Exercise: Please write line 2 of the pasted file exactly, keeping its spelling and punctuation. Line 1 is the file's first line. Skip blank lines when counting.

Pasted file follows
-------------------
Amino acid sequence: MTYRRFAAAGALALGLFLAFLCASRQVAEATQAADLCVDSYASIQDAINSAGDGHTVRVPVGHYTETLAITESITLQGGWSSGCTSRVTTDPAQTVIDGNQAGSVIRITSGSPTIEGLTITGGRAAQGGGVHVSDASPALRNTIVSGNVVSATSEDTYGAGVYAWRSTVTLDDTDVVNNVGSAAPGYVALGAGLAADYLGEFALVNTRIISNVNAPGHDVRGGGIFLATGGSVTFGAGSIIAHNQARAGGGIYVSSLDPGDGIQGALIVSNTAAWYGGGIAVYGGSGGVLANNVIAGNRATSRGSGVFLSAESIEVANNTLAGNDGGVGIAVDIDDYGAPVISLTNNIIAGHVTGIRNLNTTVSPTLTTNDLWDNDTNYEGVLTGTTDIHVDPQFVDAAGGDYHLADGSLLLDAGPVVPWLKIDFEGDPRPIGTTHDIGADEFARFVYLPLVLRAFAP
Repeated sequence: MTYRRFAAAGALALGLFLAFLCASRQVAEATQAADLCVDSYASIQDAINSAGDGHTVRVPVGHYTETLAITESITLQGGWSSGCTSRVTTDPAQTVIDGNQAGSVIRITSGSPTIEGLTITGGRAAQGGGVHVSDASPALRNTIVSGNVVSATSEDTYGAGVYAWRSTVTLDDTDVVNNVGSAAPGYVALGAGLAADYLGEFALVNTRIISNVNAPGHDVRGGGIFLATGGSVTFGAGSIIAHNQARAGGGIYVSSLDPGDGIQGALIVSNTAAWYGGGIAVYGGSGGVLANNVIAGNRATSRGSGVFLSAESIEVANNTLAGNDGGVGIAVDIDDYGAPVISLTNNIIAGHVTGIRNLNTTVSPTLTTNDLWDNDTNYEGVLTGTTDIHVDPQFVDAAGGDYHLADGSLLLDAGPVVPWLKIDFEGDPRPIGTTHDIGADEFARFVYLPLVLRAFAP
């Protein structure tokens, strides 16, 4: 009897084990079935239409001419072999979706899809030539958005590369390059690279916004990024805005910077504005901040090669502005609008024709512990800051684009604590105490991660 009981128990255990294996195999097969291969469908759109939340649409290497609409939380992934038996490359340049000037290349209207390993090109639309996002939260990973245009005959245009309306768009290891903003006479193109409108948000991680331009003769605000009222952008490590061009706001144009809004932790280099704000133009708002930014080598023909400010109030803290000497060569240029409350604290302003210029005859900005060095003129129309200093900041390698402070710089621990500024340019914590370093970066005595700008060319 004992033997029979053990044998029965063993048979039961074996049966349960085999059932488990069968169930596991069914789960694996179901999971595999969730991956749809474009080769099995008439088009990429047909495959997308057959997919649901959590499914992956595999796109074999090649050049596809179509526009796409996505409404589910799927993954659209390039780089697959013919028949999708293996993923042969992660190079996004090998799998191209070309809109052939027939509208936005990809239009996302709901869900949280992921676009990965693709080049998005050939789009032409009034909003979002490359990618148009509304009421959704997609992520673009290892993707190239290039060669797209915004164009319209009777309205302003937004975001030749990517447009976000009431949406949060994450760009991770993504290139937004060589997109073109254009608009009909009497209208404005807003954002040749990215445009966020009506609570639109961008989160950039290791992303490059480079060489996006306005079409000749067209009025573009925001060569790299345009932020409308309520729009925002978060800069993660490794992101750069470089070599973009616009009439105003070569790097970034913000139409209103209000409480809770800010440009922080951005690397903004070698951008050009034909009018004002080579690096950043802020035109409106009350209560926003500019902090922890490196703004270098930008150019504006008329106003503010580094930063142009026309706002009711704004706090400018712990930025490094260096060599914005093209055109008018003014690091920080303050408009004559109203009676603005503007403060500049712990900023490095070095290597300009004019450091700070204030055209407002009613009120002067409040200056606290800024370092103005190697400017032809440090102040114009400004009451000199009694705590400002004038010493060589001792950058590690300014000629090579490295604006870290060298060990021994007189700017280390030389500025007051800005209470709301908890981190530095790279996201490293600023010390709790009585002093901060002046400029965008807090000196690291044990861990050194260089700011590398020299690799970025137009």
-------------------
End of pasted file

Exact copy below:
Repeated sequence: MTYRRFAAAGALALGLFLAFLCASRQVAEATQAADLCVDSYASIQDAINSAGDGHTVRVPVGHYTETLAITESITLQGGWSSGCTSRVTTDPAQTVIDGNQAGSVIRITSGSPTIEGLTITGGRAAQGGGVHVSDASPALRNTIVSGNVVSATSEDTYGAGVYAWRSTVTLDDTDVVNNVGSAAPGYVALGAGLAADYLGEFALVNTRIISNVNAPGHDVRGGGIFLATGGSVTFGAGSIIAHNQARAGGGIYVSSLDPGDGIQGALIVSNTAAWYGGGIAVYGGSGGVLANNVIAGNRATSRGSGVFLSAESIEVANNTLAGNDGGVGIAVDIDDYGAPVISLTNNIIAGHVTGIRNLNTTVSPTLTTNDLWDNDTNYEGVLTGTTDIHVDPQFVDAAGGDYHLADGSLLLDAGPVVPWLKIDFEGDPRPIGTTHDIGADEFARFVYLPLVLRAFAP